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Importance of Martin Cherry

I was a platelayer who was killed at the siege at Glenrowan

Links to the KellyGang , Early Years , Glenrowan Siege , Inquest , Family ,

Links to the KellyGang

Glenrowan Siege 28/6/1880 First meeting with the KellyGang, taking up the tracks


Imprisoned in Jones's Inn

Just before the train arrived Dan Kelly said, "Now you can all go home," Reardon stood up and picked up one of his children in his arms, I picked up Ryan's child, and Mrs. Jones at the door and said, "You are not to go yet; Kelly is to give you a lecture yet," so we all turned back into the house again, and Mrs. Jones came in and said, "Kelly will give you all a lecture before you go." (RC7627) (FH)

The police arrive

Sup Sadlier reported that I was shot in the groin by Ned Kelly. Many others think that I was shot by the police. I was not able to leave the kitchen when the others left the hotel (RC2880)

See more detail about who shot me (Argus2/7/1880) (Argus3/7/1880) (Herald3/7/1880) (Herald3/7/1880) (Herald11/8/1880) (OMA14/8/1880)

When the other civilians left the Inn at about 10am they told the police about me. They said that I was wounded and had been carried back into the back kitchen. I was left sitting against some bags of oats with a wound in the groin. (RC10404)

In the kitchen

Const Dixon wanted to get me out of the building (RC2957)

I was found in the kitchen by Rev Gibney. I was not affected by the fire.(Argus29/6/1880) (RC7187) (JJK)

Const Glenny helped Rev Gibney carry me out of the kitchen. (RC13749) (Argus5/7/80) (Argus6/7/80)

After the fire

Rev Gibney came to see me after he had found the other bodies. He attended me and administered the sacrament of his church to him as far as he could. (RC12346)

I was found by Sup Sadleir and other police in the kitchen at the back of the Inn just after the building had been set on fire. I died soon after and my body was handed over by the police to my sister. My friend Tom Dixon helped. He was a boot maker from Benalla. (RC2880)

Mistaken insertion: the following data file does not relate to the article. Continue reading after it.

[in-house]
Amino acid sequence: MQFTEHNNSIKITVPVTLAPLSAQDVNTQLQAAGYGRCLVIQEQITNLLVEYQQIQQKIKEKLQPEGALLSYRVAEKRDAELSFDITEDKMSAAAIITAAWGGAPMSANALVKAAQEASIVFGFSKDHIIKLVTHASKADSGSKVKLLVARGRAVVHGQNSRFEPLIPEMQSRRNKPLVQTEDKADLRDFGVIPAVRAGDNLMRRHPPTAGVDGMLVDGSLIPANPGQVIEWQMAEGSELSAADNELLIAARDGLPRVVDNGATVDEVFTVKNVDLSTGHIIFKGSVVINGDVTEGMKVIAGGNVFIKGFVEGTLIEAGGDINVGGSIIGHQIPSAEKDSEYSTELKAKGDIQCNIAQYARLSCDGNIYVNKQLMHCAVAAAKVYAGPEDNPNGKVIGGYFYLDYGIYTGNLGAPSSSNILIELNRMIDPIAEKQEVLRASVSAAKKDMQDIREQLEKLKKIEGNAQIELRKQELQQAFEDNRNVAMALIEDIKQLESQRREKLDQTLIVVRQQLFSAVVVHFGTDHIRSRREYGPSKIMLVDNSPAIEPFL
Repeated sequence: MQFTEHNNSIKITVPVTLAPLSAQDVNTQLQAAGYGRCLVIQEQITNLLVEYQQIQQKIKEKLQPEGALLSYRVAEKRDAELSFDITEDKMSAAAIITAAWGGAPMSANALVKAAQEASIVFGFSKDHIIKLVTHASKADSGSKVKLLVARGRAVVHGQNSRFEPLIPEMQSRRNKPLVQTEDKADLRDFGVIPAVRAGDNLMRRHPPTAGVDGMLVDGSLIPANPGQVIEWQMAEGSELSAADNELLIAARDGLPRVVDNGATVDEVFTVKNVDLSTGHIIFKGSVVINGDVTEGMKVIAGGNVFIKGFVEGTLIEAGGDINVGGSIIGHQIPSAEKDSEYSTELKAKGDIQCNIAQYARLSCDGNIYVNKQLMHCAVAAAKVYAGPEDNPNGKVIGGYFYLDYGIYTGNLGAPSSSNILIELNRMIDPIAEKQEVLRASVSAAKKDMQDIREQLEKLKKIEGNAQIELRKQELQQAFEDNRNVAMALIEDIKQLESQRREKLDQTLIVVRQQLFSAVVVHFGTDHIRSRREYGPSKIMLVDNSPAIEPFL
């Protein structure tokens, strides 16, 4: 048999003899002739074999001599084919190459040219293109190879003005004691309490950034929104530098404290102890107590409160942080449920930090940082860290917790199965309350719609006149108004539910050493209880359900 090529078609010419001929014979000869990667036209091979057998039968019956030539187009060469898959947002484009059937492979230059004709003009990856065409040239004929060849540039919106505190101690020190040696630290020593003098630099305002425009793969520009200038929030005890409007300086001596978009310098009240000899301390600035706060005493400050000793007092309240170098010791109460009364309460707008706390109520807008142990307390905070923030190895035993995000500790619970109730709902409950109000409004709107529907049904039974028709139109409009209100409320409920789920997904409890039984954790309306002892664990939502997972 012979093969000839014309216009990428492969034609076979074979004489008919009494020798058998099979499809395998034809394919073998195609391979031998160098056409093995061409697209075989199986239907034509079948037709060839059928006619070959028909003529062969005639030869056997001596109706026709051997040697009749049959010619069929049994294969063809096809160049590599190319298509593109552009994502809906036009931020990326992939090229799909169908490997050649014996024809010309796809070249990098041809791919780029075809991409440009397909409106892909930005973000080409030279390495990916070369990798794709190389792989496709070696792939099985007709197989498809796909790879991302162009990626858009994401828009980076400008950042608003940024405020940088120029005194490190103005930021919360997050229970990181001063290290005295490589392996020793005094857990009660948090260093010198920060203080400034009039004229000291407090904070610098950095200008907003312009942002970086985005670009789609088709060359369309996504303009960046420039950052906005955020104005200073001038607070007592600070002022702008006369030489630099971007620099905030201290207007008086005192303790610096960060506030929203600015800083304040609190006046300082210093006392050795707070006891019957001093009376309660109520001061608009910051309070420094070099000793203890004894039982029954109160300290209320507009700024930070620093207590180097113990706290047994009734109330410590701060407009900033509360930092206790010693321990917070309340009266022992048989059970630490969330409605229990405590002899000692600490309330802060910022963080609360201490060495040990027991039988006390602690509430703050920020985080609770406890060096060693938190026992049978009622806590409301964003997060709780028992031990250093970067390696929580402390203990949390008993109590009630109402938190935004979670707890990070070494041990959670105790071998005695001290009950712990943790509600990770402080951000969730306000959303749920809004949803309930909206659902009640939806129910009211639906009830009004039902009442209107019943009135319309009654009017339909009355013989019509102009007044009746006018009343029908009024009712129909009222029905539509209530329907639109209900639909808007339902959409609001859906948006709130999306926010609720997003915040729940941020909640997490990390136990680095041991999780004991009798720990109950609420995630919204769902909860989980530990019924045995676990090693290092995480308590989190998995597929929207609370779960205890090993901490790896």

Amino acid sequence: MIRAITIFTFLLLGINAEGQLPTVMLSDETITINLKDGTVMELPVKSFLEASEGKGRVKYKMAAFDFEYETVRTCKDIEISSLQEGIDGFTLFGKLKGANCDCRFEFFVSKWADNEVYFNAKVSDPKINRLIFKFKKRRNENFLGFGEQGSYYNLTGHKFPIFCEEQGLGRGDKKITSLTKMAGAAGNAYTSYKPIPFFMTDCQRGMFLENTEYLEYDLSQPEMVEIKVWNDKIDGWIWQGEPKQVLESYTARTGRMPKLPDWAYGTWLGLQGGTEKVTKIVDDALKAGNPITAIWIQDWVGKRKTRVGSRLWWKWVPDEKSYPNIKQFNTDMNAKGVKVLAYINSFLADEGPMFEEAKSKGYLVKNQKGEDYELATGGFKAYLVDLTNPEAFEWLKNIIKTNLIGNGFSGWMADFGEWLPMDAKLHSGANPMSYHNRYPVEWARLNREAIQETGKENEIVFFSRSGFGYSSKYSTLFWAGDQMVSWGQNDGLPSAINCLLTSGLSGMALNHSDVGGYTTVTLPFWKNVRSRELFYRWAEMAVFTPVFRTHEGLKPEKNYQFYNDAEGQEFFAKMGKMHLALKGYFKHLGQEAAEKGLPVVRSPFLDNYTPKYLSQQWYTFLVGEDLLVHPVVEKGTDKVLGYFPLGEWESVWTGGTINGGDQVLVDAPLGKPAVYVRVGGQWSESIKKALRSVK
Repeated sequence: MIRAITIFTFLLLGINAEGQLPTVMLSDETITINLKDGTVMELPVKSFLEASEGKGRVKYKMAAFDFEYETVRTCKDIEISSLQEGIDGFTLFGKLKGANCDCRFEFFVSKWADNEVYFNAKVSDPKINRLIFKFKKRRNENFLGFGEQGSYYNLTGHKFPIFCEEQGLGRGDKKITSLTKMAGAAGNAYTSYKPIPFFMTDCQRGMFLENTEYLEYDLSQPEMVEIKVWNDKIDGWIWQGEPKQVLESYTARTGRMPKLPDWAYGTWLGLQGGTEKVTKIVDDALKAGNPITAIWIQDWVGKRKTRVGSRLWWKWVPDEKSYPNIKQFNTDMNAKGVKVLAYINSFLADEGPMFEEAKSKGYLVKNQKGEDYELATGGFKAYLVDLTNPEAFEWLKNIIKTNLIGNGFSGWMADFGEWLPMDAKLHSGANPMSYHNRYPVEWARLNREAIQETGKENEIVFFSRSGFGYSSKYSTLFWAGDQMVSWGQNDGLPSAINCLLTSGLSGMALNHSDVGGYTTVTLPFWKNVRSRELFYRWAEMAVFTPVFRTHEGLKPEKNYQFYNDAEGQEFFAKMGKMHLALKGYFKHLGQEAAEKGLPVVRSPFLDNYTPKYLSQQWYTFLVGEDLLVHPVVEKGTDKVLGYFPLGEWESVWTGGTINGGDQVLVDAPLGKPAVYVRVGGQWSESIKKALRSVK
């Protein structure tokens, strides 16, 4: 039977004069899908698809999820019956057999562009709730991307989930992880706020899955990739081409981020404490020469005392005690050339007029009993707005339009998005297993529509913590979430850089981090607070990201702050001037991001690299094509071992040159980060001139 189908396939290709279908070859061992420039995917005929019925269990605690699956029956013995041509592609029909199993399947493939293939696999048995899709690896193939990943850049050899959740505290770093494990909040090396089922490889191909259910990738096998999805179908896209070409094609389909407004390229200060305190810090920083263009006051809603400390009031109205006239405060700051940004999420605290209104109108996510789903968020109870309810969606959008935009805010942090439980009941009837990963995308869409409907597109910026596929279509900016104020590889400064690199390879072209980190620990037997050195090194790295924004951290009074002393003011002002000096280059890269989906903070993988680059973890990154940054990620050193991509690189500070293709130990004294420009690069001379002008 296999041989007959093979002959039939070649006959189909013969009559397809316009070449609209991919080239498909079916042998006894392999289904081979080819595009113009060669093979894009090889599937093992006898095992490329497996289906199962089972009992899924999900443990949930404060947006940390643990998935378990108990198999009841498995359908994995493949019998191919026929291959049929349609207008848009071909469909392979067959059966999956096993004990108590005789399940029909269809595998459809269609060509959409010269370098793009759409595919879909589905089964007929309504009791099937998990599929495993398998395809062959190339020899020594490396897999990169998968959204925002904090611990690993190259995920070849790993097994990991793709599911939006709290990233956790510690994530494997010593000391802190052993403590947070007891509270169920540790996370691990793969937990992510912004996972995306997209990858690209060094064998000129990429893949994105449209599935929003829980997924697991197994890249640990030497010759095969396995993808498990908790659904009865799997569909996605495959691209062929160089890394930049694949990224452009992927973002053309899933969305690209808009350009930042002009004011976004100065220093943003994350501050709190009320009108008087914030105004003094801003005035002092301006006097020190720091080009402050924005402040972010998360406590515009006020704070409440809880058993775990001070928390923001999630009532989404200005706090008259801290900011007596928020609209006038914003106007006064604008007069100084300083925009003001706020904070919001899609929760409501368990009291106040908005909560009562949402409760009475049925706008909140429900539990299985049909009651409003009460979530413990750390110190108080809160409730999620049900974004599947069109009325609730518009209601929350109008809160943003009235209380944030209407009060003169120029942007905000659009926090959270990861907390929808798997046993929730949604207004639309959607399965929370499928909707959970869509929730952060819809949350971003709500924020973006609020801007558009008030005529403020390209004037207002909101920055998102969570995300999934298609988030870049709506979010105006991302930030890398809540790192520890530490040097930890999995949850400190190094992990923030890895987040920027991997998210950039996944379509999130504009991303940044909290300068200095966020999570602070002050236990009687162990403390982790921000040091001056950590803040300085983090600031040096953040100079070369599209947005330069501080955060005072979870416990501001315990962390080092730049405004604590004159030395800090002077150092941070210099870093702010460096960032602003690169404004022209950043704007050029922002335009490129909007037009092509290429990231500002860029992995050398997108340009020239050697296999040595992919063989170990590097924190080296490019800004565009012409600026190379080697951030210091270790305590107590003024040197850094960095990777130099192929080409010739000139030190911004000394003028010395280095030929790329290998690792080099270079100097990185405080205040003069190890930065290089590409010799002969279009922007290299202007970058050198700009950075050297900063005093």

Account of Royal Commission criticized (Argus10/2/82)

Photograph Inquest

A magisterial inquiry was held this day at Powell's Hotel, Benalla, into my death (Martin Sherry) (Cherry). I was 40 years of age and single. Dr Nicholson stated that there was a bullet wound on the left side of my stomach. The wound must have ended fatally. Under the circumstances it must have caused death.

After evidence had been given of my rescue from the burning building Sup John Sadleir, stationed at Benalla, gave the following evidence; He was incharge of the attacking party of police on Monday morning, at Glenrowan. The firing continued at intervals both from the hotel and by the police. It was not until the captives had made their escape from the hotel that he was made aware that I was lying wounded in the back kitchen. He then endeavoured to avoid the firing into the kitchen. In firing the main building Sadleir arranged that I should be rescued before the fire could reach me. He rushed up to the kitchen and saw Dixon and others lift me out. I was alive. I died in a few minutes. (Age1/7/80) (Argus1/7/80) (Argus21/7/80)

Other evidence was given by my sister Jane Mcauley(Argus1/7/80 ), wife of Edmund Mcauley, Dr John Nicholson(Argus1/7/80), Const Bracken (Argus1/7/80), Thomas Dixon (Argus1/7/80) (JJK), bootmaker of Benalla, Const Phillips (Argus1/7/80), Sup Sadleir (Argus1/7/80) (MDTel1/7/80).

The following is the verdict:- 'That having heard the evidence given herewith touching the death of me, the deceased Martin Cherry (Sherry). And having carefully considered the same, I find his death was caused by a gunshot wound received during the time he was a prisoner of the KellyGang in Jones's Hotel, Glenrowan, on Monday last, and that no blame can be attached either to any member of the police force, or to any civilians who were firing at the KellyGang and Jones's Hotel and kitchen. R McBean JP

'After the inquest I was buried quietly in the Benalla Cemetery. (Age 1/7/80) (Argus1/7/80)

Sup Sadleir's summary of the verdict was, 'Shot by the police in the execution of their duty.'(Argus20/7/80) (RC2903)

Early Career

I was born in 1822. I never married and had been an old resident of the Glenrowan district and lived about a mile from the town. I was employed as a platelayer and had been born at Limerick in Ireland. (Argus29/6/80) .


Sister Jane Mcauley(Husband Edmund Mulcahy, labourer, of Collingwood) parents James Cherry and Jane McCormack

' Was I a part of the Cherry family from Benalla. They were often before the Benalla Police Court. See an example (Ensign11/9/1874)